Curtis Memorial Library was chosen as one of fourteen sites and will host the exhibit through December 29, 2017, in the library’s Collaboratory.

This exhibit shows how engineering provides solutions to better meet human needs and develops sustainable innovations for the future, and how engineers create new technologies to solve problems. It features hands-on and multimedia components that allow exhibit visitors to interact with exhibit content in a dynamic way, encouraging new perspectives about engineers and their vital work.

Visitors will become familiar with the National Academy of Engineering’s 14 Grand Challenges for Engineering, critical issues that must be addressed in the 21st century. They will also learn about the fundamental principles of energy, become aware of their own energy use, and understand the impact of engineering on societies over time and place.

The exhibit includes three areas: Engineering: Past, Present, and Future, High Tech/Low tech, and Power Up! Creating a Sustainable Energy Future. The exhibit will include a touchscreen computer kiosk that contains a several games that will engage children and adults. Some of the interactive experiences include Game Changers, which is about the Grand Challenges, along with a Quiz game.

During the exhibit period, the library will host several programs for adults, teens and children. Here are the first few:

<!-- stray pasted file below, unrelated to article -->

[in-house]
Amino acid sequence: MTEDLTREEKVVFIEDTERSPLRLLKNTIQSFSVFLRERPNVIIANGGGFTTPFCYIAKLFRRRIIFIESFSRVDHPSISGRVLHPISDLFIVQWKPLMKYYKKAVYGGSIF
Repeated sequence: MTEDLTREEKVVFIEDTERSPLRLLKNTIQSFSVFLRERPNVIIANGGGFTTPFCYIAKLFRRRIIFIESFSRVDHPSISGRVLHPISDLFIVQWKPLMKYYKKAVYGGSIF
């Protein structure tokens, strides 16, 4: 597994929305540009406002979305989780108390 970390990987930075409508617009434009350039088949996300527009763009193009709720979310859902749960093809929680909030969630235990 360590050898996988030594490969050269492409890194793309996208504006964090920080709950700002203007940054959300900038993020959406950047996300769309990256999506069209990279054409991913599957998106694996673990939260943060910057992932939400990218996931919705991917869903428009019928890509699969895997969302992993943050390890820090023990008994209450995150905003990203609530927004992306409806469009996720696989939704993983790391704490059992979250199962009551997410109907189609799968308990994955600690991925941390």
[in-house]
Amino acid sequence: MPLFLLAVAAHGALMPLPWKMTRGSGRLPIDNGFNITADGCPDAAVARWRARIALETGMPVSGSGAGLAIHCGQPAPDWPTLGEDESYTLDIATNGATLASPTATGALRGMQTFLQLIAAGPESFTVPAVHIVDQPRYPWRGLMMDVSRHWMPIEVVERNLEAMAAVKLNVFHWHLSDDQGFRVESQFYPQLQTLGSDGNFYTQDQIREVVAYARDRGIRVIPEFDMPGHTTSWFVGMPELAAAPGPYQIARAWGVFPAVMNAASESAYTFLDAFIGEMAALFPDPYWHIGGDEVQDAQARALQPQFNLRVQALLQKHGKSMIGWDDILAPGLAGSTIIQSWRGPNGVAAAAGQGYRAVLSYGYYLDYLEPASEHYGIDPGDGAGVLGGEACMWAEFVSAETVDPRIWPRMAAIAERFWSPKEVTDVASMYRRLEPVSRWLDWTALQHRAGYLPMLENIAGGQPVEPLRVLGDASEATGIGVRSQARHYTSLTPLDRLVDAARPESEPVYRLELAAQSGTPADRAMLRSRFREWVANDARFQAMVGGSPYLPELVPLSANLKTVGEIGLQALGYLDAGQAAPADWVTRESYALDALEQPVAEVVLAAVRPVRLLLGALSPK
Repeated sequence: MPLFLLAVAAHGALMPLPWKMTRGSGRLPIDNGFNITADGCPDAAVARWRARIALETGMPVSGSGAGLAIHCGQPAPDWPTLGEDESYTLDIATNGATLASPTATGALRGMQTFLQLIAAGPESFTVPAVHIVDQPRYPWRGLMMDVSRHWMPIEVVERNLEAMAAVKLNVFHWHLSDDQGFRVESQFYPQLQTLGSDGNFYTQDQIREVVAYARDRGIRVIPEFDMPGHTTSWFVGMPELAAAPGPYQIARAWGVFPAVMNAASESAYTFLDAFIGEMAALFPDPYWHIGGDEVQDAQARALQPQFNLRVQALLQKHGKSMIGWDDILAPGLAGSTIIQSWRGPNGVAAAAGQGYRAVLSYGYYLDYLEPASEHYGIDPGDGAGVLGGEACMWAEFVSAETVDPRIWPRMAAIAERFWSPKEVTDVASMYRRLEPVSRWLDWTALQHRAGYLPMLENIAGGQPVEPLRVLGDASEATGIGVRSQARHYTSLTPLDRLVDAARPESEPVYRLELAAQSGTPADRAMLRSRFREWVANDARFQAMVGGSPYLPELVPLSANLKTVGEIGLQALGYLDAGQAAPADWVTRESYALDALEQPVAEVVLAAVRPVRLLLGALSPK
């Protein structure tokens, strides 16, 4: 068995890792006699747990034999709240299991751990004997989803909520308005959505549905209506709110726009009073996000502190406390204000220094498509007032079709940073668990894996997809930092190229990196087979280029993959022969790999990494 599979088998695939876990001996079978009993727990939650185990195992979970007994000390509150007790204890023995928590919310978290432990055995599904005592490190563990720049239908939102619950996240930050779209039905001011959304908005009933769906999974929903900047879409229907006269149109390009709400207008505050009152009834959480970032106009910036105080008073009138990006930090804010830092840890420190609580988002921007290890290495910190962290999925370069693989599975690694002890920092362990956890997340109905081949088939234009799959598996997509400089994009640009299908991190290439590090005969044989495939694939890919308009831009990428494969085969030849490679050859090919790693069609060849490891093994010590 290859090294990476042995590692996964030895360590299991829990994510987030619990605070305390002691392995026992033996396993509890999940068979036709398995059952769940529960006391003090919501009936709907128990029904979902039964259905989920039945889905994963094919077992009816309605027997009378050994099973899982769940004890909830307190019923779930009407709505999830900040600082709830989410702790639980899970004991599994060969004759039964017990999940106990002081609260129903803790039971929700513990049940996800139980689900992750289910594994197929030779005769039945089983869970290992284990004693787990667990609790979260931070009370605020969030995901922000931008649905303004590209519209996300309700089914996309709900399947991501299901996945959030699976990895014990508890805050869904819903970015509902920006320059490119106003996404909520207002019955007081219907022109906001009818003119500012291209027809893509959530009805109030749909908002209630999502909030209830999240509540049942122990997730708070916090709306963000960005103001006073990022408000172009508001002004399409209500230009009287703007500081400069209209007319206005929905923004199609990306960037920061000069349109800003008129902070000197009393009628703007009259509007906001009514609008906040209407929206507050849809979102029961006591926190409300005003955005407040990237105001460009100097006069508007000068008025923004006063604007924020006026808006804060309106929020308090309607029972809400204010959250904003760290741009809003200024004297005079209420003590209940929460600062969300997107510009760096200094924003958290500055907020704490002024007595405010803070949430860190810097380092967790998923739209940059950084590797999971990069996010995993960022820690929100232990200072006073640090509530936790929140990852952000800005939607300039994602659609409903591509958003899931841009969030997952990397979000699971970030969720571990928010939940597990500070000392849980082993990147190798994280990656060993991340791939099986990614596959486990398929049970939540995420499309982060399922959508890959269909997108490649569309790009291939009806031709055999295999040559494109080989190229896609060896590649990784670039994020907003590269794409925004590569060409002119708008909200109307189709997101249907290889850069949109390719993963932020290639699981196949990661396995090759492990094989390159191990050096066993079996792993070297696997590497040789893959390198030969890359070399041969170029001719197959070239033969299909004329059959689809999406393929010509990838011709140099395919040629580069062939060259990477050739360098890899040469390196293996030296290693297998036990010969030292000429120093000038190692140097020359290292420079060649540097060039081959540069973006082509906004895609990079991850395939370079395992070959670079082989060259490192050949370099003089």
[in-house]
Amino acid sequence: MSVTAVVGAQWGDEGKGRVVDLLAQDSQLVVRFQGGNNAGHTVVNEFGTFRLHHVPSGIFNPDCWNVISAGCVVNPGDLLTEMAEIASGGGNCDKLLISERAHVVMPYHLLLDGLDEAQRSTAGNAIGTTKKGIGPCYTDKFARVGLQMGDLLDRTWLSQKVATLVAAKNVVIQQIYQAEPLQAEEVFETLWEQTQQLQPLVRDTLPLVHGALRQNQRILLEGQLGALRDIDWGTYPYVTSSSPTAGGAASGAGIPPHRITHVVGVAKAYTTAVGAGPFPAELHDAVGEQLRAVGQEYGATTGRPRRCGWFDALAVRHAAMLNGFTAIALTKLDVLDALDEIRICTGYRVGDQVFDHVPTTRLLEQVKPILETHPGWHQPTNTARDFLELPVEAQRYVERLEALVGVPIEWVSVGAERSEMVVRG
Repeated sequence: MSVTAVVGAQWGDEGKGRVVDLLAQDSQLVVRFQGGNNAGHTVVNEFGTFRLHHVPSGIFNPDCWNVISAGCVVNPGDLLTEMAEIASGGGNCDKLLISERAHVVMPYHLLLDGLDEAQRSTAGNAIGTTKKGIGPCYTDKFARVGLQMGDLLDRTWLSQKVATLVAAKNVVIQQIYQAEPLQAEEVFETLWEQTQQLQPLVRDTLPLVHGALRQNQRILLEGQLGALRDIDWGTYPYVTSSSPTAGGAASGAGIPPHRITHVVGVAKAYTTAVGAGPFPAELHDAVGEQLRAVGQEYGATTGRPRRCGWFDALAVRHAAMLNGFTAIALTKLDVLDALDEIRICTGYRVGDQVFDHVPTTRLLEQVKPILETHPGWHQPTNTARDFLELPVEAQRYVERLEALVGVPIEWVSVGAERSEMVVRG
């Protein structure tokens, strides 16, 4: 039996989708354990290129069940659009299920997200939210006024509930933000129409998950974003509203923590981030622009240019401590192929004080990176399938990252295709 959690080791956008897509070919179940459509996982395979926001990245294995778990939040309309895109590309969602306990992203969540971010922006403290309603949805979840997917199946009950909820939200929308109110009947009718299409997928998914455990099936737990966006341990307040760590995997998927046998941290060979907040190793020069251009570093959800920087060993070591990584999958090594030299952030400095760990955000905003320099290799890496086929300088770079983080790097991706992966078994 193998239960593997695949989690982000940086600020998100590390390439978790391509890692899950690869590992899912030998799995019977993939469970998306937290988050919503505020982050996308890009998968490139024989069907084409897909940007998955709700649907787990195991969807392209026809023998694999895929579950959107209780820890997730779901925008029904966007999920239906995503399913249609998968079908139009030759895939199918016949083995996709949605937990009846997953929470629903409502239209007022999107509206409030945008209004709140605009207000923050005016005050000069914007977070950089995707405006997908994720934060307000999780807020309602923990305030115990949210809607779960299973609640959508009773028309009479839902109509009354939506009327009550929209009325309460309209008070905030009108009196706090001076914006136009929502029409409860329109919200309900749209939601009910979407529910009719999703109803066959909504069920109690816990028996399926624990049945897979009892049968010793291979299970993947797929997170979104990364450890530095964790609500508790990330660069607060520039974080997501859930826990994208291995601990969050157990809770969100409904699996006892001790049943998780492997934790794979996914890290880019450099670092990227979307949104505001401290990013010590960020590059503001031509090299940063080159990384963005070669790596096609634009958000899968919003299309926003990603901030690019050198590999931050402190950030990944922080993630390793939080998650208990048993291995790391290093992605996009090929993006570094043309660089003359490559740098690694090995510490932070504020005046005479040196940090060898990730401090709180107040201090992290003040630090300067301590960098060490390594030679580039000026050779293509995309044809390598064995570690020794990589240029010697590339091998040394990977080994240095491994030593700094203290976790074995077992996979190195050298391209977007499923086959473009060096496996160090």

Saturday, November 4 at 10 am: Meet the Robots—An interactive robotics program presented by Robotics Institute of Maine.

Wednesday, November 8 at 6 pm: Bowdoin Women in Computer Science Panel Presentation cosponsored by the American Association of University Women.

The Fall Science Read at the library will be Hidden Figures: The American Dream and the Untold Story of the Black Women Mathematicians who Helped Win the Space Race by Margot Lee Shetterly. This is the phenomenal true story of the black female mathematicians at NASA whose calculations helped fuel some of America’s greatest achievements in space. Multiple copies of the book will be available in October and programs to enhance patrons’ reading of the book are scheduled for November and December. — Pamela Bobker



March for Science

By Latest News, Science In the News

March For Science